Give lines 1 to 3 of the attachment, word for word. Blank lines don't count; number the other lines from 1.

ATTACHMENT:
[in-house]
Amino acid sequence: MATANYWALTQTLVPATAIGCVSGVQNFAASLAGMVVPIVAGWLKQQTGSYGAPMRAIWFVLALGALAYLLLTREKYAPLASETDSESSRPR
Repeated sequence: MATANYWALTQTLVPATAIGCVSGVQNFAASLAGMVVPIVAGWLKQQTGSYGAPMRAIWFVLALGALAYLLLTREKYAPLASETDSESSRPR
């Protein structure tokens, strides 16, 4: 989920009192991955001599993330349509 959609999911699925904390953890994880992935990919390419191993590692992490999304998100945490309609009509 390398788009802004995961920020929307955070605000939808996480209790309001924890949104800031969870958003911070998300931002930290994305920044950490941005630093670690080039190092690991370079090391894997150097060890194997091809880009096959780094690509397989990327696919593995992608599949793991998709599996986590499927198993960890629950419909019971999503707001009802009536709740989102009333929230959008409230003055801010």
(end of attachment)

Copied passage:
[in-house]
Amino acid sequence: MATANYWALTQTLVPATAIGCVSGVQNFAASLAGMVVPIVAGWLKQQTGSYGAPMRAIWFVLALGALAYLLLTREKYAPLASETDSESSRPR
Repeated sequence: MATANYWALTQTLVPATAIGCVSGVQNFAASLAGMVVPIVAGWLKQQTGSYGAPMRAIWFVLALGALAYLLLTREKYAPLASETDSESSRPR